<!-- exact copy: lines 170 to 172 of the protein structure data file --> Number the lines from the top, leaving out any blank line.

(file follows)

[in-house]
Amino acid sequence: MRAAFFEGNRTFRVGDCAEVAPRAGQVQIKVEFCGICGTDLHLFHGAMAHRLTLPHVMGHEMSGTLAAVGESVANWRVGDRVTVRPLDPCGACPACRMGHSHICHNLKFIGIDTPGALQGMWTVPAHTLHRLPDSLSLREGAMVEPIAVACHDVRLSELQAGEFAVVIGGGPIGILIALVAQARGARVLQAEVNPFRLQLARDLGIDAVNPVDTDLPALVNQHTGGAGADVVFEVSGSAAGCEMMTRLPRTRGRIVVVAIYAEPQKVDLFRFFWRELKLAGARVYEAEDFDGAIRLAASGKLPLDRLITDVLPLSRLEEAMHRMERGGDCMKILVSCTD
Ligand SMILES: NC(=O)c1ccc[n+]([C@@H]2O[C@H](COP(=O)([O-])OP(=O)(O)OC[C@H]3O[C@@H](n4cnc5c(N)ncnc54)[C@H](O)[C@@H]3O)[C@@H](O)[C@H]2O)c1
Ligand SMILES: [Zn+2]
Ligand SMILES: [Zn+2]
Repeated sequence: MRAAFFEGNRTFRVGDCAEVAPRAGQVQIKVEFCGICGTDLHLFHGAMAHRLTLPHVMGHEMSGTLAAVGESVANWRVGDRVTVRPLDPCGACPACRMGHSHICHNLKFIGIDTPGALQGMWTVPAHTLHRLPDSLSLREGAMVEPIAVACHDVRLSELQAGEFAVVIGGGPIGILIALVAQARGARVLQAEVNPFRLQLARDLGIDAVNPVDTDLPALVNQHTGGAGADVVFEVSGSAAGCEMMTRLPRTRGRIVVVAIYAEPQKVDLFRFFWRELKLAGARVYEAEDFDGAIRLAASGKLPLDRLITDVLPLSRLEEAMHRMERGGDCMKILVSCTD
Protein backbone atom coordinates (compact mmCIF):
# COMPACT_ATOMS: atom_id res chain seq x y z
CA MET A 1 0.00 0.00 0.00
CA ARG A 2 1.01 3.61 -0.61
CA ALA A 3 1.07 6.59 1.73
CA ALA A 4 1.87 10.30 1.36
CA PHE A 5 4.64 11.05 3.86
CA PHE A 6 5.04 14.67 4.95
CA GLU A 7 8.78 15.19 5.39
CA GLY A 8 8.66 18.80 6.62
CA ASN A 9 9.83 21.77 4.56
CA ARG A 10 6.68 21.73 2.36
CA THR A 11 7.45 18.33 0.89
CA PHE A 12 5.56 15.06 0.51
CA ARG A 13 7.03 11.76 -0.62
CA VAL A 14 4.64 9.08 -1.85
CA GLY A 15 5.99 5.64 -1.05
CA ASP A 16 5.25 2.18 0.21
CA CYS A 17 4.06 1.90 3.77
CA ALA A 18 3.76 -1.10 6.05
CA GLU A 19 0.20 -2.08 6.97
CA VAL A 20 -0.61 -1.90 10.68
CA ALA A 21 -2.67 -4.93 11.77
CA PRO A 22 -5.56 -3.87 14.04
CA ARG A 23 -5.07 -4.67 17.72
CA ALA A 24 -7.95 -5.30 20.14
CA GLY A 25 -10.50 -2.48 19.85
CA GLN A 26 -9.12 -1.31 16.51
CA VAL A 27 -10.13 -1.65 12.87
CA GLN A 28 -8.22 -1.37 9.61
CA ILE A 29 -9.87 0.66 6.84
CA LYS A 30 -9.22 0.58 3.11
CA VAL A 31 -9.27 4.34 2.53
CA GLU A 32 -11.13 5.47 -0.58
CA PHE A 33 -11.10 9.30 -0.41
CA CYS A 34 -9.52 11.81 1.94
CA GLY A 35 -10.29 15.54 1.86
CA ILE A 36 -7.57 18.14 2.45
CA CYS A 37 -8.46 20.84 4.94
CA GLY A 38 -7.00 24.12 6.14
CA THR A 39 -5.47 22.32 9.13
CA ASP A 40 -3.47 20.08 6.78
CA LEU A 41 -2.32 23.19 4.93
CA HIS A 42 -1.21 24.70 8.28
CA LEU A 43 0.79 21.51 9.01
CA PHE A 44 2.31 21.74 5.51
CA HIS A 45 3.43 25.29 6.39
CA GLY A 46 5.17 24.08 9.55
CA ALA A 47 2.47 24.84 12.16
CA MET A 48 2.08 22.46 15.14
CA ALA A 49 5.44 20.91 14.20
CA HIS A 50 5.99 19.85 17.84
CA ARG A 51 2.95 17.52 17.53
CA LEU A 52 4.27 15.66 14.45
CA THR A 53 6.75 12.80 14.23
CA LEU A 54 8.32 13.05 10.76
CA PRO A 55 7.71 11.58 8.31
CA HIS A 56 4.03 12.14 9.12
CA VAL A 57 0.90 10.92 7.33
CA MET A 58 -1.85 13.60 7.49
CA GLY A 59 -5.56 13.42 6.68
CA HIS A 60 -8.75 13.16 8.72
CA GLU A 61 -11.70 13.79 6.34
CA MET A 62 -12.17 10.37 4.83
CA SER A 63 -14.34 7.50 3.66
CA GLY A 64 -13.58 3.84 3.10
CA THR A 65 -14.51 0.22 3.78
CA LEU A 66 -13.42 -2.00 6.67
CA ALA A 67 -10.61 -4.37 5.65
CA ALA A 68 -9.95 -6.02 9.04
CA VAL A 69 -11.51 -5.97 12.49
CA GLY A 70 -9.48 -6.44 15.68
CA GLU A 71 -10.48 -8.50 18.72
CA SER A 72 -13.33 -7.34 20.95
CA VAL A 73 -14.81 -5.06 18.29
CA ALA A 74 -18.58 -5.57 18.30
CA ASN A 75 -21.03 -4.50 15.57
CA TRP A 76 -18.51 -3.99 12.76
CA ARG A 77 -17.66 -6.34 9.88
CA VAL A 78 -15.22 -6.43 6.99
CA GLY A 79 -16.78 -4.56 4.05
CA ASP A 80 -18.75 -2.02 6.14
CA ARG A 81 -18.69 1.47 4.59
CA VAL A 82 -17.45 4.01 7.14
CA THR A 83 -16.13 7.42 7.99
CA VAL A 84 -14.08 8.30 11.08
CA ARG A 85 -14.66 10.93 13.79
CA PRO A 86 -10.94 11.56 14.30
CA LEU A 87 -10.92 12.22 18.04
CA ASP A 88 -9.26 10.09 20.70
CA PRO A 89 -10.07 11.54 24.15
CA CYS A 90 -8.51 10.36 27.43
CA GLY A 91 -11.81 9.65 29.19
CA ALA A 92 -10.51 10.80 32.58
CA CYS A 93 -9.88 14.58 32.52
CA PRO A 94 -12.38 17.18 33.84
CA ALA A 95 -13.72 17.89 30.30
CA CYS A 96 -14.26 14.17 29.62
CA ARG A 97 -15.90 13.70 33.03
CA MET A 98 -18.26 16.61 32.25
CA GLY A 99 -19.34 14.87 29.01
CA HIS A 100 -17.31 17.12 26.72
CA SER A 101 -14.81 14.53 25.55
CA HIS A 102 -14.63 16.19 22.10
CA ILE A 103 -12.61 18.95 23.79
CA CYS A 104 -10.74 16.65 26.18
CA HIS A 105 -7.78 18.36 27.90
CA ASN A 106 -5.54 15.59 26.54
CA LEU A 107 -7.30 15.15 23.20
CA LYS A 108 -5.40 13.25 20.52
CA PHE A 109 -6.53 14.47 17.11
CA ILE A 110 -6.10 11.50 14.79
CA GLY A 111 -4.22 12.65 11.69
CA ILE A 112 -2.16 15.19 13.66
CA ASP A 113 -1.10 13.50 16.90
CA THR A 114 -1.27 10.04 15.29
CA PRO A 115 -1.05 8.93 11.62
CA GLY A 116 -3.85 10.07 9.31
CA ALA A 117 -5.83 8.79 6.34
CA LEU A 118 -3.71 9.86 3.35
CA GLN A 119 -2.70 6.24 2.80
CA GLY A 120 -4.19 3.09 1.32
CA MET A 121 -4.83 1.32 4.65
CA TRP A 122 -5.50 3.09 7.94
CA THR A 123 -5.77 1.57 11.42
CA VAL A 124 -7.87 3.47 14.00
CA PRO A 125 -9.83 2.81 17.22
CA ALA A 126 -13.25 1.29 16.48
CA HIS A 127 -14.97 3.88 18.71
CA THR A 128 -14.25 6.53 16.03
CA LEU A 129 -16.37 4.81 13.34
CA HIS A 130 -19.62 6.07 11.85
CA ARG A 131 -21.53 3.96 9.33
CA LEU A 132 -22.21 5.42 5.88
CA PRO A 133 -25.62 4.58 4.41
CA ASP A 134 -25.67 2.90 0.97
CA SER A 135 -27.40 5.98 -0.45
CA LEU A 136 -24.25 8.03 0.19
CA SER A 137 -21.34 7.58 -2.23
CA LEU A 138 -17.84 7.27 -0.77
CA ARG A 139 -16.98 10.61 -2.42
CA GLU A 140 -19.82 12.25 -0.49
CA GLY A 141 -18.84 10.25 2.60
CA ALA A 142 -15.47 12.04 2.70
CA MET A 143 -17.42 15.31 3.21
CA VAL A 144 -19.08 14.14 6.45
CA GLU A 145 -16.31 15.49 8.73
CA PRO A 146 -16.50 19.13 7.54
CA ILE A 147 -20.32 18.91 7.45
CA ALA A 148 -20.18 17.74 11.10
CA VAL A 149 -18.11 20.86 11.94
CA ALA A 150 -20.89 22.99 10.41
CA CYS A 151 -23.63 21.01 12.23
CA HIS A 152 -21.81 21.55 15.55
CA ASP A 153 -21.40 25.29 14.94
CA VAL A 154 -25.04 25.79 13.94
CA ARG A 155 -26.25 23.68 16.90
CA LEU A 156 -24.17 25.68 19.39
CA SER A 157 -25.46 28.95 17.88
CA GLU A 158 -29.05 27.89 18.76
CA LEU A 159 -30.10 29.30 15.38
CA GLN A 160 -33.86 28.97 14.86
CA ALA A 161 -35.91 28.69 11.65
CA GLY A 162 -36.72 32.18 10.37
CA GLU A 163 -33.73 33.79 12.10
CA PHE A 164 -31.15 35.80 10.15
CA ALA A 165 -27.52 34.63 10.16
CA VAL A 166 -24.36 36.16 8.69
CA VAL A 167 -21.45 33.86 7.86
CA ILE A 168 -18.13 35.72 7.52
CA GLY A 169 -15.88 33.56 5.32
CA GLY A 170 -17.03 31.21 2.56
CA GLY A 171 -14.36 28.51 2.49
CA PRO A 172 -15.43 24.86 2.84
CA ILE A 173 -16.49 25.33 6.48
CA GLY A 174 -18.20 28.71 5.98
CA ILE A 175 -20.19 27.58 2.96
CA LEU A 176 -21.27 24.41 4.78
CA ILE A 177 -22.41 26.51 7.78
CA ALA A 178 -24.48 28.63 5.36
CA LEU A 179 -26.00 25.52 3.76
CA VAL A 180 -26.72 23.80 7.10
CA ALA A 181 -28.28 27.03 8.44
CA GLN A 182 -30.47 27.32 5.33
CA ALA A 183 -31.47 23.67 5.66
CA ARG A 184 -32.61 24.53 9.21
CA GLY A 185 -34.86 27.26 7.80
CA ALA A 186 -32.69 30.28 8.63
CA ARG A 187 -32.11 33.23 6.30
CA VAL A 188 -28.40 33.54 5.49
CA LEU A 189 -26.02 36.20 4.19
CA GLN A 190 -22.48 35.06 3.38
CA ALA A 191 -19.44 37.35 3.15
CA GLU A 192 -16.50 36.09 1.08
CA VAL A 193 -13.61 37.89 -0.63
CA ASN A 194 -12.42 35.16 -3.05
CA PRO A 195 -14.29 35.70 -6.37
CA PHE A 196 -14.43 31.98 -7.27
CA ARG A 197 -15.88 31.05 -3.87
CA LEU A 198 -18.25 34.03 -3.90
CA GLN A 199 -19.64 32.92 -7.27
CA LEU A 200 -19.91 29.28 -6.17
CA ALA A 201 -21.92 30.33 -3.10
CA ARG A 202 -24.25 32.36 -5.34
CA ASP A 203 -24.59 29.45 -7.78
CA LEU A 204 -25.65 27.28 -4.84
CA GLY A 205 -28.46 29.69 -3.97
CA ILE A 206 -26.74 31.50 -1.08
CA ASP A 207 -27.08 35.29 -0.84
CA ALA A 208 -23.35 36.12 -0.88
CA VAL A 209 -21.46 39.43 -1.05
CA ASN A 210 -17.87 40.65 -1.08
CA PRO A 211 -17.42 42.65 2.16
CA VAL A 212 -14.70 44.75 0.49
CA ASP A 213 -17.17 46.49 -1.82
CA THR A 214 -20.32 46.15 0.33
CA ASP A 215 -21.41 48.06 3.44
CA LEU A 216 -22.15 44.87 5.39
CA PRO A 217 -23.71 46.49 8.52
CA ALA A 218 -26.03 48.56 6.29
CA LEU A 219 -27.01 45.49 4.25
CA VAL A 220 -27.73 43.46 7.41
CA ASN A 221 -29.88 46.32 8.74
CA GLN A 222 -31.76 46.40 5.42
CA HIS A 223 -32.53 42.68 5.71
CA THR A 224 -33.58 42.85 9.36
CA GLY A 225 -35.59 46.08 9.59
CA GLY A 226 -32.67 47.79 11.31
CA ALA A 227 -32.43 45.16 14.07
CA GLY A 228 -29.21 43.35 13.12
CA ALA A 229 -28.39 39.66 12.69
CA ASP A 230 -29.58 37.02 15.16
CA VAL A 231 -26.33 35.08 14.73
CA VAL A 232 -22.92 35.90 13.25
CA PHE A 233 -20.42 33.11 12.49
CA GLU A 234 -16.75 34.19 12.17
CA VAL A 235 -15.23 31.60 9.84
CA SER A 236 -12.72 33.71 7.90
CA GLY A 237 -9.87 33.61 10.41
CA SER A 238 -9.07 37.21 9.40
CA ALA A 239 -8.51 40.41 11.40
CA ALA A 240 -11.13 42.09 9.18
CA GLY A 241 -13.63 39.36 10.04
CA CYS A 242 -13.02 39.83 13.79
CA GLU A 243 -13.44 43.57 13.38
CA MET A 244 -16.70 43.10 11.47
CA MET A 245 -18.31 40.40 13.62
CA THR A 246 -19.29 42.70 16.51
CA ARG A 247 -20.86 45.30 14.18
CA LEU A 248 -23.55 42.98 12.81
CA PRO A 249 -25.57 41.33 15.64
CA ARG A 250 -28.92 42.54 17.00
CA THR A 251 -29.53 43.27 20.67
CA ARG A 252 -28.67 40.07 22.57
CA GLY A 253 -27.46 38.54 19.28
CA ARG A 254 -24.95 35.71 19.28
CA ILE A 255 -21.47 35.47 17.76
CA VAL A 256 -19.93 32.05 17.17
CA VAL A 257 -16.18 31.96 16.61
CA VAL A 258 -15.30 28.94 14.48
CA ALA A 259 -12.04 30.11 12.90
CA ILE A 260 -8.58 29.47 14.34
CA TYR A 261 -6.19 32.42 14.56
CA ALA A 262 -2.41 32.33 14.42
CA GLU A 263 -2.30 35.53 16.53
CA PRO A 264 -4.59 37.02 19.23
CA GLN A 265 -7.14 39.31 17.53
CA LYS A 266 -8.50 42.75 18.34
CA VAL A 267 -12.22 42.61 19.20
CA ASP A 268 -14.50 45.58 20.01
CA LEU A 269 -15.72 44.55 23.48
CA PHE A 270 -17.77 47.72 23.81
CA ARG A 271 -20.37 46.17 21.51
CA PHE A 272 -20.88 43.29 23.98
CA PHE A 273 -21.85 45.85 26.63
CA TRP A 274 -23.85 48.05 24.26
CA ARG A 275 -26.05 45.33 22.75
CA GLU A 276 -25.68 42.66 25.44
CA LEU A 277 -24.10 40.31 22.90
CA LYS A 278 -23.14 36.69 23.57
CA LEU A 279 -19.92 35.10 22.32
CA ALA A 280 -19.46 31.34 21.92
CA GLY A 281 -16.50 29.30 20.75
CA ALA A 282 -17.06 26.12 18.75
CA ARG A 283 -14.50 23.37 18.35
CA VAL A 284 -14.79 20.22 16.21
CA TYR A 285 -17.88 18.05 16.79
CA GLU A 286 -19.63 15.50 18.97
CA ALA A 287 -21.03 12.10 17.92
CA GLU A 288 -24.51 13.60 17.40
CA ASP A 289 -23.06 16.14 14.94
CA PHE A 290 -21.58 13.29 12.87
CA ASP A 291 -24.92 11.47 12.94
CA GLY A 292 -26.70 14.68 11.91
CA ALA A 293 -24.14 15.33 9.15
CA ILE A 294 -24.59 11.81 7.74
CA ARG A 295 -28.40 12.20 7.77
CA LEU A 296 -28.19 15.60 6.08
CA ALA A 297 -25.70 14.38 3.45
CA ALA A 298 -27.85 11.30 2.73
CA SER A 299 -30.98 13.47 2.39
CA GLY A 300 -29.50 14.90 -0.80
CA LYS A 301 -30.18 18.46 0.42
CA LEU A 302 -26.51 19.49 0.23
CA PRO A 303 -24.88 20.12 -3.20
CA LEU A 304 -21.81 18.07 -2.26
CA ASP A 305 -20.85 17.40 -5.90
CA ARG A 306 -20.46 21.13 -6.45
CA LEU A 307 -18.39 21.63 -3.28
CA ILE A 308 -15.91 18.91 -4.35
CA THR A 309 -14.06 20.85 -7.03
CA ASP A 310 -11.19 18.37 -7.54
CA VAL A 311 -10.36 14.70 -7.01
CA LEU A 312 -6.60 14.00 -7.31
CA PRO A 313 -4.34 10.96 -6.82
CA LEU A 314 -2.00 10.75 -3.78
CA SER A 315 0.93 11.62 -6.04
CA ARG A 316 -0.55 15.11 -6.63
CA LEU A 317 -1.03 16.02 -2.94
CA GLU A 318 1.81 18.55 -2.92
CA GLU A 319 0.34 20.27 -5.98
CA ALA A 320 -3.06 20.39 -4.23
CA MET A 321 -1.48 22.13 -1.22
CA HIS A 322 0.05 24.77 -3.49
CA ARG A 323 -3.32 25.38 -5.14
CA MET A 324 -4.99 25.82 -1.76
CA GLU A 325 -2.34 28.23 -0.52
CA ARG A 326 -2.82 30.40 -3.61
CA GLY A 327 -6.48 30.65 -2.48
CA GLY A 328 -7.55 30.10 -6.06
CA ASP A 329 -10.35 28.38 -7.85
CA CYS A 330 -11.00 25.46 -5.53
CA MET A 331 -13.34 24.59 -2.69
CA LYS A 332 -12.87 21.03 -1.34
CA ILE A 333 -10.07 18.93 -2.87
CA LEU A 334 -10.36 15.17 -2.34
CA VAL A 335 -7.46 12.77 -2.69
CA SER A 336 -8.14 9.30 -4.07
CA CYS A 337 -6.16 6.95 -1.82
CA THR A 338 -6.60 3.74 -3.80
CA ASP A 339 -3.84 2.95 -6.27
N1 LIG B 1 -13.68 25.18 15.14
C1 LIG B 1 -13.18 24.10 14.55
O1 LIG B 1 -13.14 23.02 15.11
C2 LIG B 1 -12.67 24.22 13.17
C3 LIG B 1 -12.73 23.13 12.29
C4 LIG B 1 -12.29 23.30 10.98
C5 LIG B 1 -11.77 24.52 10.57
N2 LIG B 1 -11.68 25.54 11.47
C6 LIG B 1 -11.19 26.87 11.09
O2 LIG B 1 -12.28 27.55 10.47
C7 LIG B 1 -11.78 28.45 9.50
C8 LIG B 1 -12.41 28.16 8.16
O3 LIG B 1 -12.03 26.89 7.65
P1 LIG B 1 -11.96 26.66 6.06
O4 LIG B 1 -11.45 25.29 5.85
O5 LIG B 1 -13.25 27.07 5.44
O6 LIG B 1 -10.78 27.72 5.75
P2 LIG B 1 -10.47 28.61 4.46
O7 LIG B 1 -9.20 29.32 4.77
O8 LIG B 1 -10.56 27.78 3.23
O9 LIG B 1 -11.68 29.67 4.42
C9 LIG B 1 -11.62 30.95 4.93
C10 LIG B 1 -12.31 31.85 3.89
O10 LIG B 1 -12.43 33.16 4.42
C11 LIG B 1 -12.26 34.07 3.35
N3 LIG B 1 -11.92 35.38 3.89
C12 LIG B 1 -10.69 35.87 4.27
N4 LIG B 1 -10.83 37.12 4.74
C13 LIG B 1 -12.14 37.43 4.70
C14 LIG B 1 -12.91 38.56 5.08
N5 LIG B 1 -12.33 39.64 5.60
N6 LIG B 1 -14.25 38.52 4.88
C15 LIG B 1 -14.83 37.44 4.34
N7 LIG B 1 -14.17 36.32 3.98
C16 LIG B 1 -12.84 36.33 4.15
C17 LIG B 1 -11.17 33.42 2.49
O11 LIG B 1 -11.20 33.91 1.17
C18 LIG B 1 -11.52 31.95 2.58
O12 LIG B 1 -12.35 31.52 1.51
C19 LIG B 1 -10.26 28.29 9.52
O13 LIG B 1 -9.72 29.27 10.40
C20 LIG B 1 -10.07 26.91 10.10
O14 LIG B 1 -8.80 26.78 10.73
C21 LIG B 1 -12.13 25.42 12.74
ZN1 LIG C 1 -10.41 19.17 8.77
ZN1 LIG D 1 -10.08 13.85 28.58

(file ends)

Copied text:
CA GLY A 162 -36.72 32.18 10.37
CA GLU A 163 -33.73 33.79 12.10
CA PHE A 164 -31.15 35.80 10.15